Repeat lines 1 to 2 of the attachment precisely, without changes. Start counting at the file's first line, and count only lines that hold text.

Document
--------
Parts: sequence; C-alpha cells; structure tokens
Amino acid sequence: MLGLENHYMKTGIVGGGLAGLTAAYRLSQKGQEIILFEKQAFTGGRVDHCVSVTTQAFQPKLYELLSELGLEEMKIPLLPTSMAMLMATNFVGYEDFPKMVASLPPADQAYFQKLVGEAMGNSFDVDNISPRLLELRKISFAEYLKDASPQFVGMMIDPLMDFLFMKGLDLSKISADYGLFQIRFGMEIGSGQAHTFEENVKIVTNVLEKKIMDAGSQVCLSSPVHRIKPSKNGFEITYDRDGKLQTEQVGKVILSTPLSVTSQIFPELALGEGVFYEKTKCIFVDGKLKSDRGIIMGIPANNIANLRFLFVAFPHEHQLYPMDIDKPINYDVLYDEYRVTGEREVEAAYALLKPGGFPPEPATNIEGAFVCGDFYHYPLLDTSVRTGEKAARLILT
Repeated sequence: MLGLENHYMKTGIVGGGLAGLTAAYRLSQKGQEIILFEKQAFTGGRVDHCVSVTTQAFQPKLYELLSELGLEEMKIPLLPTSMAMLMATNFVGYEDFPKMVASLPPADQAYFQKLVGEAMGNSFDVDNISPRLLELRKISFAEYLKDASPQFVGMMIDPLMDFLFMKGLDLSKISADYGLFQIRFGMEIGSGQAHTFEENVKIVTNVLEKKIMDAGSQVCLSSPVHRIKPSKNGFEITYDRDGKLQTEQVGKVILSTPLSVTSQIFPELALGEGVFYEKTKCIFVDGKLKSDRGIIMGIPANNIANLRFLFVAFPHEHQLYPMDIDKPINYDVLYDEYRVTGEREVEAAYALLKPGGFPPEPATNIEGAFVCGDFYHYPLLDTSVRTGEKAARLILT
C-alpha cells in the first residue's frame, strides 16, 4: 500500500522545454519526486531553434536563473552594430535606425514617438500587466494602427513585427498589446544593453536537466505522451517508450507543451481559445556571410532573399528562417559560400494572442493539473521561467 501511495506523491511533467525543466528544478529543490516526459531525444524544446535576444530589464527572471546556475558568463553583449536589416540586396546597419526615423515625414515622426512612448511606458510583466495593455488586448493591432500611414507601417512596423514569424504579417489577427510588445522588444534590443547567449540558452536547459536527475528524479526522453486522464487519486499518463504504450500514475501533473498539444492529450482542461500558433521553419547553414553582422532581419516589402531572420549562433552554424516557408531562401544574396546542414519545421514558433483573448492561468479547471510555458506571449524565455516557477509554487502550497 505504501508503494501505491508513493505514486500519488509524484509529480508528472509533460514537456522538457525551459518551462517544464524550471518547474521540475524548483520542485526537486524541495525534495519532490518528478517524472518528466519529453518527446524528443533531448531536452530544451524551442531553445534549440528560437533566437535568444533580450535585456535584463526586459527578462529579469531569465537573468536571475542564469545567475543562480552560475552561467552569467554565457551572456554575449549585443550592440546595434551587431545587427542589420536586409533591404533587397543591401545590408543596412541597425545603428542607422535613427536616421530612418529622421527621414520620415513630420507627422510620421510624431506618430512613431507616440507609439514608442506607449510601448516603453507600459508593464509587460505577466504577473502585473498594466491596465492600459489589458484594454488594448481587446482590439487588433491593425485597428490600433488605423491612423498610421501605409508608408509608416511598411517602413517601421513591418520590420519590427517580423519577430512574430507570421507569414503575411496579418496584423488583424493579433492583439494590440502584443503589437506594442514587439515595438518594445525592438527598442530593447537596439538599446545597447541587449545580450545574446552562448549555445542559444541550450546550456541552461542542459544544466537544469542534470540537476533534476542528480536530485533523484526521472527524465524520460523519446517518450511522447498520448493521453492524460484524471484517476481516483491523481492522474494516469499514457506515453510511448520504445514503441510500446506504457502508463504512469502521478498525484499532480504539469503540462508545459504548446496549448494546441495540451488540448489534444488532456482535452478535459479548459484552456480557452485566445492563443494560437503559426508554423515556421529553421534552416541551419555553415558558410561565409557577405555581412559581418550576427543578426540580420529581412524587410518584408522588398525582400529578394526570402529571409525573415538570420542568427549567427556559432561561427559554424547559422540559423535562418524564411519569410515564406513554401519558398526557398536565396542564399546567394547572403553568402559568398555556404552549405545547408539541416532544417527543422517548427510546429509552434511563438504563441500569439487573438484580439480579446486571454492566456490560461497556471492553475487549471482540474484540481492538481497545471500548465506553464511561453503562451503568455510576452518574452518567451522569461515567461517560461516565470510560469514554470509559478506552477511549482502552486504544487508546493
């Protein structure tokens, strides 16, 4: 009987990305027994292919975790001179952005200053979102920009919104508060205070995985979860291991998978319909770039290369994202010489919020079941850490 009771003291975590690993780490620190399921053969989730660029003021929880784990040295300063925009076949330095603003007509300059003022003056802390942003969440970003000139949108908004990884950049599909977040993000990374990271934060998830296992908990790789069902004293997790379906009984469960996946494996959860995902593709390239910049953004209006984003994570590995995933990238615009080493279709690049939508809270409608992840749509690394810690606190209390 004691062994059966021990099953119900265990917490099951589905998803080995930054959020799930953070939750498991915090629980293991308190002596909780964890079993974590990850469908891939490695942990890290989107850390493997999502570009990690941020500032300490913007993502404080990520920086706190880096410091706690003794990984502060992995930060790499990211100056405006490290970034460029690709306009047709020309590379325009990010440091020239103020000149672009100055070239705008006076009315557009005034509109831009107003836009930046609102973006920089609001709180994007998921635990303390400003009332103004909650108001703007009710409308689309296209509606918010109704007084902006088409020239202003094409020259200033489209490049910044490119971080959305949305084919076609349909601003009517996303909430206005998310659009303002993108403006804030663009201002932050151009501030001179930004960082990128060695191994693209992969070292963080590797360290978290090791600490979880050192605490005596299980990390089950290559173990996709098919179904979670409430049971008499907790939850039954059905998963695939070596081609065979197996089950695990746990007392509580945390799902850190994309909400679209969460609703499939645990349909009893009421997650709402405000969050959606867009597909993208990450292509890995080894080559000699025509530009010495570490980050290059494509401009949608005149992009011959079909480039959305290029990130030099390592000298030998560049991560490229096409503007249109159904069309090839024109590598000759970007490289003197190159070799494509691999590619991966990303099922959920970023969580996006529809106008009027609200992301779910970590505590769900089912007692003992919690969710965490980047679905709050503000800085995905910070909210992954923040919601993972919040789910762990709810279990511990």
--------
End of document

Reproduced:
Parts: sequence; C-alpha cells; structure tokens
Amino acid sequence: MLGLENHYMKTGIVGGGLAGLTAAYRLSQKGQEIILFEKQAFTGGRVDHCVSVTTQAFQPKLYELLSELGLEEMKIPLLPTSMAMLMATNFVGYEDFPKMVASLPPADQAYFQKLVGEAMGNSFDVDNISPRLLELRKISFAEYLKDASPQFVGMMIDPLMDFLFMKGLDLSKISADYGLFQIRFGMEIGSGQAHTFEENVKIVTNVLEKKIMDAGSQVCLSSPVHRIKPSKNGFEITYDRDGKLQTEQVGKVILSTPLSVTSQIFPELALGEGVFYEKTKCIFVDGKLKSDRGIIMGIPANNIANLRFLFVAFPHEHQLYPMDIDKPINYDVLYDEYRVTGEREVEAAYALLKPGGFPPEPATNIEGAFVCGDFYHYPLLDTSVRTGEKAARLILT